Ragnarok has been done before, and apocalypses have have been done to death, and yet, I don’t feel as if any of them quite nailed the feeling of what living through an apocalypse would really be like. There are a lot of games set after the apocalypse, and a few set immediately before, usually with some task to stop it. But the Banner Saga does something different, by placing you in the position of a group of characters who really don’t know what’s going on and don’t know how to stop it. They’re just caught up in the mess, and they’re trying to survive.

Sure, you start the game as an escort for royalty and nobility, hanging around the big players, but the perspective quickly changes to the game’s principal character: Rook, a hunter and woodsman from a small village on the outskirts of civilization. There’s nothing particularly special about Rook, he’s no chosen one and he’s not some prodigious warrior. But he’s thrust into a position of leadership when his small village is overrun by the Dredge, and he has no choice but to flee with the survivors.

Using a woodsman and hunter as the protagonist highlights the thing The Banner Saga does best. It is a master work of atmosphere and world building. It manages to carve out a unique lore and backstory that is still distinctly Viking. But unlike a game like Skyrim, which somehow manages to take that sort of setting and make it as generic as possible, The Banner Saga is able to weave a complex mythology through clever hints and dialogue. Because you see the world principally through the eyes of character that doesn’t have a formal education, the game speaks far less about its lore than Skyrim does, and yet it says more. It’s just enough to tantalize you, to invoke a sense of mystery, wonder, and dread.

The Dredge–the creatures Rook and his band are trying to escape–are violent golems of stone and iron. After centuries of uneasy peace, the Dredge have suddenly exploded out of their remote northern settlements, sweeping south across the continent, overwhelming the cities of humans and the Varl, an immortal race of giants. What’s more disturbing is that it seems as if the Dredge themselves are fleeing from something even worse. The game communicates this all indirectly, and primarily through dialogue. Never once in the entire game do you get the sense that your caravan has found a safe haven where you can stop running. Even the strongest walls are insufficient against the horde. Rook and his caravan don’t have a choice, they just have to keep moving. It doesn’t beat you over the head with melancholy and hopeless, rather, it’s the implications that are horrifying. It’s often difficult to manage the needs of your caravan and keep everyone in good spirits and well fed. And there’s no end in sight. Can you imagine anything more horrifying than slowly starving to death, always on the run, watching as your friends are slowly picked off by disease, starvation, or your tireless pursuers?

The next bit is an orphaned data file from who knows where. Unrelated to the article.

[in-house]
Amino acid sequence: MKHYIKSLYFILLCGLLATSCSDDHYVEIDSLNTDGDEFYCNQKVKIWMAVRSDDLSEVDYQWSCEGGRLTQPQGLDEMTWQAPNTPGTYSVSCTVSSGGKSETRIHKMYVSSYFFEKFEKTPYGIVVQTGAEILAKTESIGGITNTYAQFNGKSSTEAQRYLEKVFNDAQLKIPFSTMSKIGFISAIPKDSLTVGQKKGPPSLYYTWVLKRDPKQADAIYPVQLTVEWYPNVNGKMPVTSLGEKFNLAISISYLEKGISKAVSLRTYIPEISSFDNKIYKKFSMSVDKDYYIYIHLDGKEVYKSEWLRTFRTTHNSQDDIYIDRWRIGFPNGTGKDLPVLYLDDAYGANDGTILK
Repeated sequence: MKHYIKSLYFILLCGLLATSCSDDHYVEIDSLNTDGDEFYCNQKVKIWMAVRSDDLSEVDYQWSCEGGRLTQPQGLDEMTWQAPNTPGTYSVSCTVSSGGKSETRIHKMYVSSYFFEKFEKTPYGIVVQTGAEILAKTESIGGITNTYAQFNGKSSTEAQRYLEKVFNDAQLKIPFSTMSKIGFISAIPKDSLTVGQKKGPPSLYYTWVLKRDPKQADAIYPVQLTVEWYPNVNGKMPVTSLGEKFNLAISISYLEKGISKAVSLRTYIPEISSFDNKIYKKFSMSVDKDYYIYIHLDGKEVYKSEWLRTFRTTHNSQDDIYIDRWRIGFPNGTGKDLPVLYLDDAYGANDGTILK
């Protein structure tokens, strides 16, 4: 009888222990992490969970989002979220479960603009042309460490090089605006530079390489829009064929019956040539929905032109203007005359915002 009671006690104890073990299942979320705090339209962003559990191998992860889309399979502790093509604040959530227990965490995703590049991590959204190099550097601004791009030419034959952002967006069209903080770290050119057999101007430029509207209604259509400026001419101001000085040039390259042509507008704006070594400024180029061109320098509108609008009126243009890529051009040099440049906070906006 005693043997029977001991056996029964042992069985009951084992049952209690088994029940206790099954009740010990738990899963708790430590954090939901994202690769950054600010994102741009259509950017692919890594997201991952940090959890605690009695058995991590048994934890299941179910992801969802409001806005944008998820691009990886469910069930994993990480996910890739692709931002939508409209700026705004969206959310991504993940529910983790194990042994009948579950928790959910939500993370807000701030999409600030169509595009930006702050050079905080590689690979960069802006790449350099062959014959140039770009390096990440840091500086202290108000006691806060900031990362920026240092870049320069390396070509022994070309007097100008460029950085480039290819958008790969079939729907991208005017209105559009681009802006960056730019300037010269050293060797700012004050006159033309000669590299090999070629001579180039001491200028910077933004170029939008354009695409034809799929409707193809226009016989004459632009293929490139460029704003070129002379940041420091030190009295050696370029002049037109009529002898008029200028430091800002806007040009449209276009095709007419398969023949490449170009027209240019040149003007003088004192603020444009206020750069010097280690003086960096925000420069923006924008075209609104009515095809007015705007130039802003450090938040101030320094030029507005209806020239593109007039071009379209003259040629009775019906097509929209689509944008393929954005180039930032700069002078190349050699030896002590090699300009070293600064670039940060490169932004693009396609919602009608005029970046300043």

Fire Emblem with Vikings!

Of special mention is the game’s visual style, and it’s remarkable I’ve somehow gone six paragraphs without mentioning it yet. It doesn’t have quite the snazz and flair of Transistor,
but it’s still a fantastic game to look at. The centerpiece of game is of course it’s wonderfully hand-painted landscapes, which serve as the backdrop for much of the gameplay. But of special mention is the game’s animation style. Every animation in the game was done by rotoscoping; they actually filmed the animations of the game live and then traced over them digitally. This was done intentionally, to invoke the visual style of those old animated movies from the 70s and 80s, and the game absolutely nails it. It’s a delight to watch, and there are even several fully animated movie-style cutscenes that put a cap on the effect that you’re playing an old Disney film.

The actual gameplay is a mix of Fire Emblem-style turn based tactical combat, The Walking Dead’s dialogue trees, and an Oregon Trail-esque caravan management meta game. You traverse from one location to the next in these Oregon Trail caravan segments, progressing through days as those wonderful landscapes I mentioned slowly scroll by. As you travel, you may happen upon events either randomly or through triggers. They may offer certain dialogue options that can change the way the story plays out, and they may also trigger combat. You’ll eventually come across cities or villages, where much of the main story events that begin and conclude each chapter take place. The dialogue system allows players a good deal of freedom to influence the storyline, and different choices can have significant consequences, up to and including killing off multiple major characters. I’d say it’s at least as responsive to player choice as The Walking Dead is.